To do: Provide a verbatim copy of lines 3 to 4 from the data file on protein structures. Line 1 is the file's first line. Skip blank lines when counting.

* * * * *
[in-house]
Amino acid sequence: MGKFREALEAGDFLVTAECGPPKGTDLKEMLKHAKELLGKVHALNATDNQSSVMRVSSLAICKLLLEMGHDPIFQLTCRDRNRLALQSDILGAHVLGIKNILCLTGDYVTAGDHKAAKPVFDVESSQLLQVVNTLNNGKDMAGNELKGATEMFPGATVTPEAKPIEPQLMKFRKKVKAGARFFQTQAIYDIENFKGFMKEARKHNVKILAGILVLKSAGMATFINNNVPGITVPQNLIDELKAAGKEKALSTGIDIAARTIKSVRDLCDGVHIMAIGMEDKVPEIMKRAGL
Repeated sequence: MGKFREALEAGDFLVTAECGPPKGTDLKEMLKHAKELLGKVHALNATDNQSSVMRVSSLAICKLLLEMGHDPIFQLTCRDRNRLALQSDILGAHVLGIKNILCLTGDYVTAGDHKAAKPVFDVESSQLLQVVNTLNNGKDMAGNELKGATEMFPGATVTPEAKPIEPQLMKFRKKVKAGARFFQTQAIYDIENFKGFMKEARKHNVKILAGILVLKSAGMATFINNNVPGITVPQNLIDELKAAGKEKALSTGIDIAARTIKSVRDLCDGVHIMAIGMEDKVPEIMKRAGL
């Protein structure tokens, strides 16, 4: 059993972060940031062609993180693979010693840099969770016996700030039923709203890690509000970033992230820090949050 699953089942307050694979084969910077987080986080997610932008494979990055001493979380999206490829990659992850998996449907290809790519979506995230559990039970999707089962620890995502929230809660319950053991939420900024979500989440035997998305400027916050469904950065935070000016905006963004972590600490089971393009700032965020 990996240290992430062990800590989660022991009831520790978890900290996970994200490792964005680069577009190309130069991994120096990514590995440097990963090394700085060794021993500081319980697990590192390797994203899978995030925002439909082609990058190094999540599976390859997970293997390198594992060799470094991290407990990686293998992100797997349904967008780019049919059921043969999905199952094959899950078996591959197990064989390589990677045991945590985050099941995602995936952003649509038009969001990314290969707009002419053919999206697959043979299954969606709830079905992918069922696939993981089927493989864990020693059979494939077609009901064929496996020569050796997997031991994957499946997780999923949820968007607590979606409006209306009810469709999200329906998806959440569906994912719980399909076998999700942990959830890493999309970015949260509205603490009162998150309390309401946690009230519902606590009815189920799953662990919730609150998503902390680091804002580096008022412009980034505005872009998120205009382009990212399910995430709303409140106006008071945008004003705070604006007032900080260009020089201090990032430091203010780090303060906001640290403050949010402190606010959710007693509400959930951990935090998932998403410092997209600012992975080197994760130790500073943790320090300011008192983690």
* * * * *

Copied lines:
Repeated sequence: MGKFREALEAGDFLVTAECGPPKGTDLKEMLKHAKELLGKVHALNATDNQSSVMRVSSLAICKLLLEMGHDPIFQLTCRDRNRLALQSDILGAHVLGIKNILCLTGDYVTAGDHKAAKPVFDVESSQLLQVVNTLNNGKDMAGNELKGATEMFPGATVTPEAKPIEPQLMKFRKKVKAGARFFQTQAIYDIENFKGFMKEARKHNVKILAGILVLKSAGMATFINNNVPGITVPQNLIDELKAAGKEKALSTGIDIAARTIKSVRDLCDGVHIMAIGMEDKVPEIMKRAGL
């Protein structure tokens, strides 16, 4: 059993972060940031062609993180693979010693840099969770016996700030039923709203890690509000970033992230820090949050 699953089942307050694979084969910077987080986080997610932008494979990055001493979380999206490829990659992850998996449907290809790519979506995230559990039970999707089962620890995502929230809660319950053991939420900024979500989440035997998305400027916050469904950065935070000016905006963004972590600490089971393009700032965020 990996240290992430062990800590989660022991009831520790978890900290996970994200490792964005680069577009190309130069991994120096990514590995440097990963090394700085060794021993500081319980697990590192390797994203899978995030925002439909082609990058190094999540599976390859997970293997390198594992060799470094991290407990990686293998992100797997349904967008780019049919059921043969999905199952094959899950078996591959197990064989390589990677045991945590985050099941995602995936952003649509038009969001990314290969707009002419053919999206697959043979299954969606709830079905992918069922696939993981089927493989864990020693059979494939077609009901064929496996020569050796997997031991994957499946997780999923949820968007607590979606409006209306009810469709999200329906998806959440569906994912719980399909076998999700942990959830890493999309970015949260509205603490009162998150309390309401946690009230519902606590009815189920799953662990919730609150998503902390680091804002580096008022412009980034505005872009998120205009382009990212399910995430709303409140106006008071945008004003705070604006007032900080260009020089201090990032430091203010780090303060906001640290403050949010402190606010959710007693509400959930951990935090998932998403410092997209600012992975080197994760130790500073943790320090300011008192983690």